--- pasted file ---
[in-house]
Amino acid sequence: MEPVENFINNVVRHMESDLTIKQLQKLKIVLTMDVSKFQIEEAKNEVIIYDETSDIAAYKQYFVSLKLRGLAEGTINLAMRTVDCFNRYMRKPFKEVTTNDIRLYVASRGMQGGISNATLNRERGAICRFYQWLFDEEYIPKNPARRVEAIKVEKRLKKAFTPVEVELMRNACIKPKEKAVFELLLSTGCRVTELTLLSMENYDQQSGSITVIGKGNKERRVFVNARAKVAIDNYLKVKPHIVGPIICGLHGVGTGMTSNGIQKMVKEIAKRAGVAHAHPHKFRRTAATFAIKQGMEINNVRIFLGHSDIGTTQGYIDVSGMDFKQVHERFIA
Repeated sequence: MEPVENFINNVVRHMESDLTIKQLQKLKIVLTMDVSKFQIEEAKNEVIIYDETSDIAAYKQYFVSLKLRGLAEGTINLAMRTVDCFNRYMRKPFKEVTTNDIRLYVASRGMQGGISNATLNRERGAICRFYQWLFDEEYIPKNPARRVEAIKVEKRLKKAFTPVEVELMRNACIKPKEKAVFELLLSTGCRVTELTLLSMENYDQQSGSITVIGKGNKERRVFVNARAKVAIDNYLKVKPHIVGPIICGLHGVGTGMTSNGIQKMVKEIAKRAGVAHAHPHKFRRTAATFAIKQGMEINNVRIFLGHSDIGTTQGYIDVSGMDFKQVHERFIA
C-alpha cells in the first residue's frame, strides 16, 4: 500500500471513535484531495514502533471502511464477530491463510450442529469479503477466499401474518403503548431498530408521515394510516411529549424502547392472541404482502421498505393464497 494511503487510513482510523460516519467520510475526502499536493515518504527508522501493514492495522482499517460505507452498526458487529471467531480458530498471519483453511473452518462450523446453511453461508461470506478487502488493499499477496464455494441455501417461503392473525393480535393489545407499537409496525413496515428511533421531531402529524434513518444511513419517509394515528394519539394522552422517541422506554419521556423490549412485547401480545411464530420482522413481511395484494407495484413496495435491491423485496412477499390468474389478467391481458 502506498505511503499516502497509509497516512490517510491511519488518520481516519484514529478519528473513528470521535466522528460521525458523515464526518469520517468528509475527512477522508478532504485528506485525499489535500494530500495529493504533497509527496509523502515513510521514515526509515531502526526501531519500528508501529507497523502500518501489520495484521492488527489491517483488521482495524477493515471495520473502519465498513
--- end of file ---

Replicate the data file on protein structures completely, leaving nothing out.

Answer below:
[in-house]
Amino acid sequence: MEPVENFINNVVRHMESDLTIKQLQKLKIVLTMDVSKFQIEEAKNEVIIYDETSDIAAYKQYFVSLKLRGLAEGTINLAMRTVDCFNRYMRKPFKEVTTNDIRLYVASRGMQGGISNATLNRERGAICRFYQWLFDEEYIPKNPARRVEAIKVEKRLKKAFTPVEVELMRNACIKPKEKAVFELLLSTGCRVTELTLLSMENYDQQSGSITVIGKGNKERRVFVNARAKVAIDNYLKVKPHIVGPIICGLHGVGTGMTSNGIQKMVKEIAKRAGVAHAHPHKFRRTAATFAIKQGMEINNVRIFLGHSDIGTTQGYIDVSGMDFKQVHERFIA
Repeated sequence: MEPVENFINNVVRHMESDLTIKQLQKLKIVLTMDVSKFQIEEAKNEVIIYDETSDIAAYKQYFVSLKLRGLAEGTINLAMRTVDCFNRYMRKPFKEVTTNDIRLYVASRGMQGGISNATLNRERGAICRFYQWLFDEEYIPKNPARRVEAIKVEKRLKKAFTPVEVELMRNACIKPKEKAVFELLLSTGCRVTELTLLSMENYDQQSGSITVIGKGNKERRVFVNARAKVAIDNYLKVKPHIVGPIICGLHGVGTGMTSNGIQKMVKEIAKRAGVAHAHPHKFRRTAATFAIKQGMEINNVRIFLGHSDIGTTQGYIDVSGMDFKQVHERFIA
C-alpha cells in the first residue's frame, strides 16, 4: 500500500471513535484531495514502533471502511464477530491463510450442529469479503477466499401474518403503548431498530408521515394510516411529549424502547392472541404482502421498505393464497 494511503487510513482510523460516519467520510475526502499536493515518504527508522501493514492495522482499517460505507452498526458487529471467531480458530498471519483453511473452518462450523446453511453461508461470506478487502488493499499477496464455494441455501417461503392473525393480535393489545407499537409496525413496515428511533421531531402529524434513518444511513419517509394515528394519539394522552422517541422506554419521556423490549412485547401480545411464530420482522413481511395484494407495484413496495435491491423485496412477499390468474389478467391481458 502506498505511503499516502497509509497516512490517510491511519488518520481516519484514529478519528473513528470521535466522528460521525458523515464526518469520517468528509475527512477522508478532504485528506485525499489535500494530500495529493504533497509527496509523502515513510521514515526509515531502526526501531519500528508501529507497523502500518501489520495484521492488527489491517483488521482495524477493515471495520473502519465498513